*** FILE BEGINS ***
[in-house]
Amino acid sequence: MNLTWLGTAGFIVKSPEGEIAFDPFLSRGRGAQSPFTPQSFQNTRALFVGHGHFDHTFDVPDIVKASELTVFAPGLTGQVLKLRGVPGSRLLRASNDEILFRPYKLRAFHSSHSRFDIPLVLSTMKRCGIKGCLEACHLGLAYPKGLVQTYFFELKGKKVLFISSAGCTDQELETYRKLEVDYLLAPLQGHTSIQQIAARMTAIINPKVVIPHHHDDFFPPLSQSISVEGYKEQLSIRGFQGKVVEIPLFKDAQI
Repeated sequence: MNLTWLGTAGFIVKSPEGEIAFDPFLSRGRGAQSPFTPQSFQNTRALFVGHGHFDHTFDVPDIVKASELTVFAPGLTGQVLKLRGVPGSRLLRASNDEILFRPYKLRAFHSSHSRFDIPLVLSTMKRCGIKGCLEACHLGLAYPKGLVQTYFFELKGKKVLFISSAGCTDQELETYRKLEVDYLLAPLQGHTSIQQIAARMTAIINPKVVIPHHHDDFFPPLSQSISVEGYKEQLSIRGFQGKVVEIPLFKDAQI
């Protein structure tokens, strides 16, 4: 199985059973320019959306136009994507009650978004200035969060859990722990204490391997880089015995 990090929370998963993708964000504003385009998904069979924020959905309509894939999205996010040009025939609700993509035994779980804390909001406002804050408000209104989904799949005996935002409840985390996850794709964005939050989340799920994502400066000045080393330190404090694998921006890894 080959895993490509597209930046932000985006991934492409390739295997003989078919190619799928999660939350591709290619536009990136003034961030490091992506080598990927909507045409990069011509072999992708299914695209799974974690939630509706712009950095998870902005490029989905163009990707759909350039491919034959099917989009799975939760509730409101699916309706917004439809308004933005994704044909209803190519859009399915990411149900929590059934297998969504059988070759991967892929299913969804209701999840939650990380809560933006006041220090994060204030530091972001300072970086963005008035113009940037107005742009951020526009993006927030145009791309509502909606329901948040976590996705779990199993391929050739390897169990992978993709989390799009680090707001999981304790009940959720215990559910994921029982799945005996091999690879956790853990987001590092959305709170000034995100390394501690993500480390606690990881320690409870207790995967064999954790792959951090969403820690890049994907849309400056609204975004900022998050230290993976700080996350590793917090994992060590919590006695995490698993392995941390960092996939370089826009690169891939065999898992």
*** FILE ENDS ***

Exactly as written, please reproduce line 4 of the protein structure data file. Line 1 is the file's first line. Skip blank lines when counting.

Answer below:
């Protein structure tokens, strides 16, 4: 199985059973320019959306136009994507009650978004200035969060859990722990204490391997880089015995 990090929370998963993708964000504003385009998904069979924020959905309509894939999205996010040009025939609700993509035994779980804390909001406002804050408000209104989904799949005996935002409840985390996850794709964005939050989340799920994502400066000045080393330190404090694998921006890894 080959895993490509597209930046932000985006991934492409390739295997003989078919190619799928999660939350591709290619536009990136003034961030490091992506080598990927909507045409990069011509072999992708299914695209799974974690939630509706712009950095998870902005490029989905163009990707759909350039491919034959099917989009799975939760509730409101699916309706917004439809308004933005994704044909209803190519859009399915990411149900929590059934297998969504059988070759991967892929299913969804209701999840939650990380809560933006006041220090994060204030530091972001300072970086963005008035113009940037107005742009951020526009993006927030145009791309509502909606329901948040976590996705779990199993391929050739390897169990992978993709989390799009680090707001999981304790009940959720215990559910994921029982799945005996091999690879956790853990987001590092959305709170000034995100390394501690993500480390606690990881320690409870207790995967064999954790792959951090969403820690890049994907849309400056609204975004900022998050230290993976700080996350590793917090994992060590919590006695995490698993392995941390960092996939370089826009690169891939065999898992």